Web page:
Speaking of references, we’re coming into an obvious Big homage. Are there any others in the film?
WEAVER: Yeah, there’s definitely an It’s a Wonderful Life homage, like an angelic sort of homage about, you know, that sort of spiritual guide through life thing. We have a version of that. What else? That I think is probably the most overt one that you can make a direct parallel.
Obviously you and Seth like to bring your Jewishness to a lot of the projects …
GOLDBERG: We don’t really have a choice.
How does the Judaism enter the Christmas movie?
GOLDBERG: I feel like we’ve got a really fun take on it in that Seth is married to a woman and she’s not Jewish, and they’re doing Christmas, and it’s kind of a little awkward for him, and so you’ve got the Jewish character but he’s kind of alone this time whereas usually when you have a Jewish holiday character, there’s more Jews and they have their Jewish thing, but he’s kind of in a void of Christmas and he’s got some issues with his child coming and that child’s not technically gonna be Jewish and it’s just kind of a little whacky for him so I feel like we’ve got a weird new take on classic Jewish comedy.
WEAVER: You’ve seen the sweaters?
GOLDBERG: The sweater is all the Jewish comedy we need.
So their goal is to get to this Nutcracka Ball. We’ve seen some interesting parties on film. What’s going to make this one more interesting than what we’ve seen before?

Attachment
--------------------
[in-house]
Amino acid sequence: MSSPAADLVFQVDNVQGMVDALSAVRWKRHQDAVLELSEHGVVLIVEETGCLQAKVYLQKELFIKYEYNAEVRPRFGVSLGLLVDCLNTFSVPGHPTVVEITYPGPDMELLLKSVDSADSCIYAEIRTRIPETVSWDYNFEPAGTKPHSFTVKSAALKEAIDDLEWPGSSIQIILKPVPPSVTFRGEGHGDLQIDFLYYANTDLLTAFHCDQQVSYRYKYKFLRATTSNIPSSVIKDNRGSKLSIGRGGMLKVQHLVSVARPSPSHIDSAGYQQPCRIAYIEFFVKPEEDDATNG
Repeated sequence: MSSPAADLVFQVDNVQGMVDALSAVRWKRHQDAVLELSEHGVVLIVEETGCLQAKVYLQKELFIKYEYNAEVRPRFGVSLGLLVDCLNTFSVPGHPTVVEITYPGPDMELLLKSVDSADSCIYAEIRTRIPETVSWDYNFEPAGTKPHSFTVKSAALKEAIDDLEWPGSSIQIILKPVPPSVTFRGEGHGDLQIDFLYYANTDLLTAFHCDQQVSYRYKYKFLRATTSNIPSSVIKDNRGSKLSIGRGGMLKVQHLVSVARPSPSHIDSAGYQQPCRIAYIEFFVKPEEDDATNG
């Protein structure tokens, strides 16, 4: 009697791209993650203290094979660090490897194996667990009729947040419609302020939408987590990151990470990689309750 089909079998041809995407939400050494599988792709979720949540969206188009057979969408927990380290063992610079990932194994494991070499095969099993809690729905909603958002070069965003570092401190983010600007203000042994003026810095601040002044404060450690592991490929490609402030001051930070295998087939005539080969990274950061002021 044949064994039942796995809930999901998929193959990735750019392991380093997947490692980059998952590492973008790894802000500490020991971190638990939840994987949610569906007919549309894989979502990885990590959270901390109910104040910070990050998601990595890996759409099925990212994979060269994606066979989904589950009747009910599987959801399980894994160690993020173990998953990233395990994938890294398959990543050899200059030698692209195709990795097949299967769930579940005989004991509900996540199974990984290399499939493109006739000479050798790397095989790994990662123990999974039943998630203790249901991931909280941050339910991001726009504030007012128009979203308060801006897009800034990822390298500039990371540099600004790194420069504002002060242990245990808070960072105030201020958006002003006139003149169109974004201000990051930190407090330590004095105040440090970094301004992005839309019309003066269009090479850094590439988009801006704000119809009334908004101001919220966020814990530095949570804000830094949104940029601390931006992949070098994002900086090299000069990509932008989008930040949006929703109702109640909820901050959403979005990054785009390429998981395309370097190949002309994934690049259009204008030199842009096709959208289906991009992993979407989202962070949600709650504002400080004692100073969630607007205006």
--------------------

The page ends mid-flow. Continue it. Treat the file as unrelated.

GOLDBERG: We can’t tell you. It’s what goes down. It’s like the series of events.
WEAVER: But we can tell you the inspiration for the party, which, this is something that Evan came up with when we were talking about how we were going to make it look, it’s Burning Man meets Coachella meets Tron, so I think that’s the look that we’re going for. We’ve shot some epic party things recently, so we definitely had to come up with something new. I definitely think there’s a few things that are gonna sort of blow what we’ve done out before. There’s a little bit of a bigger thing that goes on.
GOLDBERG: Yeah, like in Neighbors it’s a frat party and we did that kind of as big as we could within the boundaries of some kind of reality and this one it’s kind of like not as dumb, but the consequences are a lot more severe than anything that happens to anybody in Neighbors.
How big is this scale-wise for you guys? Is this a bigger budget than ever before? 35 days doesn’t seem like very much time.
WEAVER: Kind of in the middle, actually. We’re sort of in the middle between Neighbors and The Interview, sort of in the middle there.
GOLDBERG: When Seth and I are directing we have all the time in the world, but when we’re producing for someone else, we jam them into a hole. [Laughs]
WEAVER: That’s exactly right. But New York sort of gives its own scale and character to it and that’s where we put a lot of our resources and energy. New York has amazing crews and it’s a great place to shoot. It’s also, if you want New York, there’s no other place to get it so you have to come here and do it no matter what. So I’d say we’re sort of right in the middle of the two of those. Neighbors, it became public knowledge how cheap that movie was to make so now everybody kind of knows, this movie needed more money than that for sure.
It sounds like the story goes all over New York. Can you talk about that?